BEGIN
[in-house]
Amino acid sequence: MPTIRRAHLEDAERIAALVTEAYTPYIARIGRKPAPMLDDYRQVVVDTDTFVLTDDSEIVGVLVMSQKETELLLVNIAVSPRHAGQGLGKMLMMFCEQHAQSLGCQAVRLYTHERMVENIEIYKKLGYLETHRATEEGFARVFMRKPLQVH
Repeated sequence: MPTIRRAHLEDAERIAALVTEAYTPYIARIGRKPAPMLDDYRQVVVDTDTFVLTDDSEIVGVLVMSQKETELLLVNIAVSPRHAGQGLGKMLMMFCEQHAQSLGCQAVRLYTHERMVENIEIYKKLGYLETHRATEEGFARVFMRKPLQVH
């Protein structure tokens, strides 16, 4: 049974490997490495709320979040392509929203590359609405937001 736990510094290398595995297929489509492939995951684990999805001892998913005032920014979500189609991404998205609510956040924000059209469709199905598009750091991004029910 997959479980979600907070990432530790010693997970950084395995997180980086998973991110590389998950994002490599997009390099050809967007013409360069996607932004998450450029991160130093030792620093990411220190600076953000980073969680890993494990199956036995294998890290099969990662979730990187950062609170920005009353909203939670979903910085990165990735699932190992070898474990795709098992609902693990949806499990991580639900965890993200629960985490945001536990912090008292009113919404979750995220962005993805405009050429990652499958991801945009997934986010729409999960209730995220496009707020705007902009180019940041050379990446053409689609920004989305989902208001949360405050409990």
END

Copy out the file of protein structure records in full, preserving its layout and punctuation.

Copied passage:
[in-house]
Amino acid sequence: MPTIRRAHLEDAERIAALVTEAYTPYIARIGRKPAPMLDDYRQVVVDTDTFVLTDDSEIVGVLVMSQKETELLLVNIAVSPRHAGQGLGKMLMMFCEQHAQSLGCQAVRLYTHERMVENIEIYKKLGYLETHRATEEGFARVFMRKPLQVH
Repeated sequence: MPTIRRAHLEDAERIAALVTEAYTPYIARIGRKPAPMLDDYRQVVVDTDTFVLTDDSEIVGVLVMSQKETELLLVNIAVSPRHAGQGLGKMLMMFCEQHAQSLGCQAVRLYTHERMVENIEIYKKLGYLETHRATEEGFARVFMRKPLQVH
């Protein structure tokens, strides 16, 4: 049974490997490495709320979040392509929203590359609405937001 736990510094290398595995297929489509492939995951684990999805001892998913005032920014979500189609991404998205609510956040924000059209469709199905598009750091991004029910 997959479980979600907070990432530790010693997970950084395995997180980086998973991110590389998950994002490599997009390099050809967007013409360069996607932004998450450029991160130093030792620093990411220190600076953000980073969680890993494990199956036995294998890290099969990662979730990187950062609170920005009353909203939670979903910085990165990735699932190992070898474990795709098992609902693990949806499990991580639900965890993200629960985490945001536990912090008292009113919404979750995220962005993805405009050429990652499958991801945009997934986010729409999960209730995220496009707020705007902009180019940041050379990446053409689609920004989305989902208001949360405050409990």